Send Your Observations to the Ontario Reptile and Amphibian Atlas
Ontario Nature’s Reptile and Amphibian Atlas program is interested in all of your sightings – past or current, common species or species at risk. Observations can be submitted online, or on printableforms that can be mailed in. For each observation, you will be asked for contact information, the species and how you identified it (with a photo whenever possible), site description, and date. You can register with the atlas, receiving an atlas ID number
and regular communications.
For more information or to send in observations, visit https://ontarionature.org/programs/citizen-science/reptile-amphibian-atlas/, or write to email@example.com.
You can also submit turtle and frog observations via Ontario Turtle Tally and FrogWatch Ontario (see www.torontozoo.com/AdoptAPond), part of the Toronto Zoo’s Adopt-A-Pond program. These data are shared among different programs.
UTRCA Reports a Tough Year for Spiny Softshell Turtles
The Upper Thames River Conservation Authority (UTRCA) reported in August that 2018 has been a difficult stretch for the endangered Spiny Softshell Turtle. After releasing 6000 hatchlings in August 2017, only half that number will be released this year.
Scott Gillingwater, Species at Risk Biologist with UTRCA, observed “There are fewer hatchlings this year, possibly due to the very cool weather in April and May, or the major flooding that occurred in late winter. Climate change will continue to make our work more difficult, with extreme heat and strong storm events leading to flooding which causes turtle eggs to fail.” Loss of habitat, collection for the pet and food trade, and being caught on fish hooks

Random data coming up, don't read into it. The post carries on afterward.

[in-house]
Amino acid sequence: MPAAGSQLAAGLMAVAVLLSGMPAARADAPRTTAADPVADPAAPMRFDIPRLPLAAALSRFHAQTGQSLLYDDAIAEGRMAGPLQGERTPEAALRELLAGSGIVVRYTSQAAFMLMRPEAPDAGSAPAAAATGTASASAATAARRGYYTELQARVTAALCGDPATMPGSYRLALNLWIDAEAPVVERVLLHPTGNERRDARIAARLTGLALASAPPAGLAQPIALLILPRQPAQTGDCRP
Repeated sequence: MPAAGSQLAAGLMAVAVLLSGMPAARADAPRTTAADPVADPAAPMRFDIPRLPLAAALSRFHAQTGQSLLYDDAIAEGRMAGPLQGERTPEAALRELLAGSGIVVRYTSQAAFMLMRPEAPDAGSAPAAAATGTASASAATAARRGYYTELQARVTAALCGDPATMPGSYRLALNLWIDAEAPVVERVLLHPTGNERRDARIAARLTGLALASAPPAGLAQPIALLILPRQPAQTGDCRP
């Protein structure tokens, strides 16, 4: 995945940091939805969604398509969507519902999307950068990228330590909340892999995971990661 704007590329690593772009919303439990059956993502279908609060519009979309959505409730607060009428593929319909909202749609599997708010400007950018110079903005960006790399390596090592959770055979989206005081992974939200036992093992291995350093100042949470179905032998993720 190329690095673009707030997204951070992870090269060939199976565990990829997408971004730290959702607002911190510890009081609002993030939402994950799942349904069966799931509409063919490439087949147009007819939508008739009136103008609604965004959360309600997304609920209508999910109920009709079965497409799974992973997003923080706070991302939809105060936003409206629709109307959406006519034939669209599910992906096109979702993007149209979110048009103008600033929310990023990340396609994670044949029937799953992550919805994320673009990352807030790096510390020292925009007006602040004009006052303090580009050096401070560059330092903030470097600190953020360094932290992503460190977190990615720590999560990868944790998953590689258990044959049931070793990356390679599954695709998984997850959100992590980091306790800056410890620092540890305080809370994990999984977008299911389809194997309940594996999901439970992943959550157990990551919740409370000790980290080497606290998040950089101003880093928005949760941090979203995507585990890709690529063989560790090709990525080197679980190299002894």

are also threats to this provincially and federally endangered species. Since only a small percentage of hatchling turtles reach adulthood, it’s critical for biologists to protect the eggs and release as many hatchlings as possible back into the river.
Since UTRCA began protecting eggs in the 1990s, the local Spiny Softshell Turtle population has shown increases in the number of turtles of all age classes and their range along the Thames River. 2018 marks the 25th anniversary of the UTRCA Spiny Softshell Turtle recovery project. Scott Gillingwater has been involved since the beginning and continues to inspire people with his passion for conservation and species at risk. Nature London has supported the
recovery project over many years through donations and grants obtained in conjunction with the Ontario Trillium Foundation.
Ontario Nature “Earth Watch” Updates
Visit https://view.publitas.com/on-nature/fall-2018/page/1 to read the latest edition of Ontario Nature’s publication, ON nature. The Earth Watch section provides updates on several environmental issues and campaigns, including the legal fight against the use of neonics undertaken by Ontario Nature and several partners. Another article highlights the concern that all eight of Ontario’s turtle species are now at risk. The Fall 2018 ON nature includes a feature article on the effect of human-generated noise on wildlife. Nature London is affiliated with Ontario Nature and members may wish to consider adding this publication to their seasonal reading list.